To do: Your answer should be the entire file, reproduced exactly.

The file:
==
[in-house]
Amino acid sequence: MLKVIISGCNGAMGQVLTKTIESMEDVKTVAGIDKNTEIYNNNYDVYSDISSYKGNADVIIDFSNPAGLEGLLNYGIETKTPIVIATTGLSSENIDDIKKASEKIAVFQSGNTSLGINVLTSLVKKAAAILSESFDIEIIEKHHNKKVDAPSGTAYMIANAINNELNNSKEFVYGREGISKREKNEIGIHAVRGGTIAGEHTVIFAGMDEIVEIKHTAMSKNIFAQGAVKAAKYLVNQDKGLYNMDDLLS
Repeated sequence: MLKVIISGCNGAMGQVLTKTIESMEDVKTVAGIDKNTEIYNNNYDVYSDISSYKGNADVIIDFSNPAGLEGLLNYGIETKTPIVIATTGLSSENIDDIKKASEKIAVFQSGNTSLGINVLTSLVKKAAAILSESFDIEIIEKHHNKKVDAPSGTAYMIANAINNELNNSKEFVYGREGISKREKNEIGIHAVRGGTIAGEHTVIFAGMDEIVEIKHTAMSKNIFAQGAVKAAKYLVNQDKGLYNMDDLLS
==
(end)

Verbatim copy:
[in-house]
Amino acid sequence: MLKVIISGCNGAMGQVLTKTIESMEDVKTVAGIDKNTEIYNNNYDVYSDISSYKGNADVIIDFSNPAGLEGLLNYGIETKTPIVIATTGLSSENIDDIKKASEKIAVFQSGNTSLGINVLTSLVKKAAAILSESFDIEIIEKHHNKKVDAPSGTAYMIANAINNELNNSKEFVYGREGISKREKNEIGIHAVRGGTIAGEHTVIFAGMDEIVEIKHTAMSKNIFAQGAVKAAKYLVNQDKGLYNMDDLLS
Repeated sequence: MLKVIISGCNGAMGQVLTKTIESMEDVKTVAGIDKNTEIYNNNYDVYSDISSYKGNADVIIDFSNPAGLEGLLNYGIETKTPIVIATTGLSSENIDDIKKASEKIAVFQSGNTSLGINVLTSLVKKAAAILSESFDIEIIEKHHNKKVDAPSGTAYMIANAINNELNNSKEFVYGREGISKREKNEIGIHAVRGGTIAGEHTVIFAGMDEIVEIKHTAMSKNIFAQGAVKAAKYLVNQDKGLYNMDDLLS